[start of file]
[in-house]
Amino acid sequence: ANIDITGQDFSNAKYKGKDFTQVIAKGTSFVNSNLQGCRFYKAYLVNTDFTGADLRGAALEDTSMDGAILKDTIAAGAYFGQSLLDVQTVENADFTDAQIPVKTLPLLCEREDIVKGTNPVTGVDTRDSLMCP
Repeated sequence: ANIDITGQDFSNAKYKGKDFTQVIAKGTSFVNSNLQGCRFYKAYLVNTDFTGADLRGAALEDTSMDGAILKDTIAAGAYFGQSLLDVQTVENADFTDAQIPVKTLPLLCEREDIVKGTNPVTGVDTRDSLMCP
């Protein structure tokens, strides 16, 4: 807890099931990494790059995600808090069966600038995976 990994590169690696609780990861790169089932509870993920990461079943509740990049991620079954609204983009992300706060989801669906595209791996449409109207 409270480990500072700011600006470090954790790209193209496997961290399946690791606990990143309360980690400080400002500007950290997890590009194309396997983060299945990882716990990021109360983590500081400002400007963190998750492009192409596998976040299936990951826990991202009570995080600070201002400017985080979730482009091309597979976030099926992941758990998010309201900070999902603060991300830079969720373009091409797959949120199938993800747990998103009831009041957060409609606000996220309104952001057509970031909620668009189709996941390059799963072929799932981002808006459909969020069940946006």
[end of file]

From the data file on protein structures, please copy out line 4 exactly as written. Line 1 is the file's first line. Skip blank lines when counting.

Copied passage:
């Protein structure tokens, strides 16, 4: 807890099931990494790059995600808090069966600038995976 990994590169690696609780990861790169089932509870993920990461079943509740990049991620079954609204983009992300706060989801669906595209791996449409109207 409270480990500072700011600006470090954790790209193209496997961290399946690791606990990143309360980690400080400002500007950290997890590009194309396997983060299945990882716990990021109360983590500081400002400007963190998750492009192409596998976040299936990951826990991202009570995080600070201002400017985080979730482009091309597979976030099926992941758990998010309201900070999902603060991300830079969720373009091409797959949120199938993800747990998103009831009041957060409609606000996220309104952001057509970031909620668009189709996941390059799963072929799932981002808006459909969020069940946006």